Wednesday, September 9, 2015

Frostgrave Review #2

I didn't want to feel left out, and actually having twice as many games under my belt than another other contributor (so far), I figured I should speak up. Besides, I've never "blogged" before. Hello, 21st century!

I'm judging Frostgrave after having played Warmachine/Hordes almost exclusively for 6 years. But I also come from playing and organizing several Mordheim campaigns. While Warma-Hordes has the fine-detailed rules system that tickles by OCD impulses with delight, Mordheim is the game is the standard that I will compare Frostgrave to the most. Not only this is/was arguably the best game GW ever neglected, it really did pave the way for similar games.


   This game pretty much focuses around the wizard and the apprentice, and spells aren't just "this model gains a boost to X for 1 turn". Instead, a majority of spells last the entire game. Some permanently. With 80 different spells to choose from, and each wizard being forced to dabble in other school aside form his own, this makes for some really interesting combinations.

Random Encounters
"I'm a monster.....GRRRRR!!" - the 4e gnome
   The addition of creatures in the game truly add a new dimension to a game. This makes the game more about playing the scenario then trying to beat the other guy. Sure, sometimes it is just 2 people competing over treasure. But others, it's about running away with as much treasure before you get eaten by a giant ice worm! This makes solo play actually possible, and lends itself to 3+ players at once. This can be a great equalizer in some games, something the Mordheim lacked sometimes.

Lack of Complexity
K.I.S.S (Keep It Simple and Stupid)
   Although I've seen simpler games, this one does lend itself towards casual play and is a nice change of pace from the ultra-competitive world of WarmaHordes. And even if this does open itself up to some rules debates, in the end it remembers that it's just a game.


   This is what it's all about. Long term campaigns where you increase in strength, find magical treasure, and are forced to evaluate the risk/reward a bit more. Do I risk fighting that giant to get to the treasure, or to I cut my loses and beat cheeks?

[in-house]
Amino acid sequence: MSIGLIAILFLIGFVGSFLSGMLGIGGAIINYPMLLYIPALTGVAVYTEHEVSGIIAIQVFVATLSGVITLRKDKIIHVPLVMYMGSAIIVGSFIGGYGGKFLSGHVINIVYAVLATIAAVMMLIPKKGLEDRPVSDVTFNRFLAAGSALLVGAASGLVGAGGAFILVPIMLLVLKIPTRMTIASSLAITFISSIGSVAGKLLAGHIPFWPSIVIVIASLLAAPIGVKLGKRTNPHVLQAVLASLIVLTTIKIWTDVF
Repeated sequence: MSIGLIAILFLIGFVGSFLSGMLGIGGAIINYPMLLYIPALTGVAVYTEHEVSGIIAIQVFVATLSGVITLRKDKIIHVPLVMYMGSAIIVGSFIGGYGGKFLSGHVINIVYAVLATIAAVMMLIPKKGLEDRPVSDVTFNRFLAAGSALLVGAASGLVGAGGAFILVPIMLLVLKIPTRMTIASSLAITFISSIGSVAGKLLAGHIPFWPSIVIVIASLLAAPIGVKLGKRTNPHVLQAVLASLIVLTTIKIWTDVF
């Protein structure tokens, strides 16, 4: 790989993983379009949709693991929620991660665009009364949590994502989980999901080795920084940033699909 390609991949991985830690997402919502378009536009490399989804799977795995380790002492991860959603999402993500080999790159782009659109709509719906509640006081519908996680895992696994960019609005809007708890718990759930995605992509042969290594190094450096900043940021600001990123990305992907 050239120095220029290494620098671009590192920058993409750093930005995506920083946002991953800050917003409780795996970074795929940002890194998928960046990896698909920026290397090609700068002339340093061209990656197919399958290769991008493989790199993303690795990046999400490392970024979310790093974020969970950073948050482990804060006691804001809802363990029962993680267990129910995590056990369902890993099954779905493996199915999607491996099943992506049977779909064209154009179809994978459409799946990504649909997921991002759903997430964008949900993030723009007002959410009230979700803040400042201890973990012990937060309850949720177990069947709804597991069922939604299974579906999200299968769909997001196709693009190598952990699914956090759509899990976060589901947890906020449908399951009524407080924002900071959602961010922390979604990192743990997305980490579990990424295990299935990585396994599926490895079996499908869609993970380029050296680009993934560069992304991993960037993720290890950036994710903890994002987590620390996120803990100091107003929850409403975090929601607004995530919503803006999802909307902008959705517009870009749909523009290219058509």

Don't get me wrong, I love D&D and the D20 system. But I never really liked D20's for a miniature game. D10's and D8's I can see, maybe even a d12, but the complete randomness of a D20 can really make or break the game. Maybe I'm used to the 2d6 system from Warmahordes. which gives a nice bell-curve on rolls, rather than a completely random chance.

Attack/Damage is one roll
"How's it look?" "It looks clear"
  So, let's take for example I have a thug behind a wall (gaining light cover) and is shot at by a crossbowman. The shot has to cross over two more walls and around the corner of a building to hit, giving me a total +5 to my fight roll to avoid the shot. We roll off: I roll 12, adding all my bonuses I get a 19 total (+2 fight, +2 cover, +3 intervening terrain). A nice roll! But the crossbowman rolls an 18, adding his +2 shoot, and totals a 20. He still hits, but just barely, right? Wrong! Damage is calculated using his attack roll, so 20, the he add +2 form the crossbow, so 22 total. Well, my thug just has the clothes on his back (armor 10), so he takes 12 points of damage, which is instant death, even though I rolled a 19 on my opposed roll. This just feels wrong and definitely a spot for improvement or house rules.

It's all about the bling!
   All scenarios seem to be about one thing: collecting treasure. Sure, that's why your band is in Frostgrave in the first place, and the situation changes each game, but I can see it getting stale after a while. Spells like Leap, Teleport, and Telekinesis become more important than attack spells like Elemental Bolt. Now, I haven't read all the scenarios from the rulebook yet, so this may not be the case, but I'd still like to see a bit more variety.

Lack of customization
We're all unique individuals, just like everyone else
   In Mordheim, there are 2 basic model types: Heroes and Henchmen, In that game, one can customize anyone, even your henchmen. You can equip a regular footman with a sword and shield, or a halberd, or a crossbow. You can add armor, special weapons, etc. Your regular troops also gained experience and could improve throughout the campaign, or even become heroes themselves. This is sadly missing from Frostgrave. That crossbowman who's shot pierces the eye of the enemy wizard, does he get something special for his efforts? Nope. The crossbowman's own wizard doesn't even get extra XP. I'd rather see soldiers without equipment, with just a base stat line, perhaps some special ability, and then a list of armor and weapons you can buy for them, rather than bunch of cloned soldiers. An advancement system would be nice, too. Perhaps even adding the chance to learn a bit of magic themselves.


I think Frostgrave can be a great game. Right now, it's just a good game. With some tweaks and/or house rules, I think it can rival Mordheim for a place in gaming history. But I'm one to put my money where my mouth is. Next time: some suggested house rules (I do love rules)!


1 comment:

  1. Another excellent review!

    I enjoy the three separate perspectives brought forth so far. And I am totally looking forward to playing a series of games and seeing how that fleshes out. We need to rope in a few more people though...